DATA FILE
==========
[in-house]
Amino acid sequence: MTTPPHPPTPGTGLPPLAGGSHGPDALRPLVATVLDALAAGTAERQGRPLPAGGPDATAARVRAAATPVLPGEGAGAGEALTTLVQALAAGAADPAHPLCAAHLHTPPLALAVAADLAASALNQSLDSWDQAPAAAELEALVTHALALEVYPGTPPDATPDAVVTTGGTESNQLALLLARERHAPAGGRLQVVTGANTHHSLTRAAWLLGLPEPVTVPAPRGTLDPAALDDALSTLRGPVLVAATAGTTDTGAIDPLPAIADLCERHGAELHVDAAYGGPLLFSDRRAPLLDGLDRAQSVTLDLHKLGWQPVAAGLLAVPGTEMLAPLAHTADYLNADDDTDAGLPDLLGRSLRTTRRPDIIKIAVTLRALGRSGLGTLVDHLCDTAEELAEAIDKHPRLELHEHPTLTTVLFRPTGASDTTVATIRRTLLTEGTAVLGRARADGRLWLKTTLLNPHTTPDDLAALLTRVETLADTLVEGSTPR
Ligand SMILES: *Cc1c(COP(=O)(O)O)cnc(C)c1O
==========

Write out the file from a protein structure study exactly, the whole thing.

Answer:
[in-house]
Amino acid sequence: MTTPPHPPTPGTGLPPLAGGSHGPDALRPLVATVLDALAAGTAERQGRPLPAGGPDATAARVRAAATPVLPGEGAGAGEALTTLVQALAAGAADPAHPLCAAHLHTPPLALAVAADLAASALNQSLDSWDQAPAAAELEALVTHALALEVYPGTPPDATPDAVVTTGGTESNQLALLLARERHAPAGGRLQVVTGANTHHSLTRAAWLLGLPEPVTVPAPRGTLDPAALDDALSTLRGPVLVAATAGTTDTGAIDPLPAIADLCERHGAELHVDAAYGGPLLFSDRRAPLLDGLDRAQSVTLDLHKLGWQPVAAGLLAVPGTEMLAPLAHTADYLNADDDTDAGLPDLLGRSLRTTRRPDIIKIAVTLRALGRSGLGTLVDHLCDTAEELAEAIDKHPRLELHEHPTLTTVLFRPTGASDTTVATIRRTLLTEGTAVLGRARADGRLWLKTTLLNPHTTPDDLAALLTRVETLADTLVEGSTPR
Ligand SMILES: *Cc1c(COP(=O)(O)O)cnc(C)c1O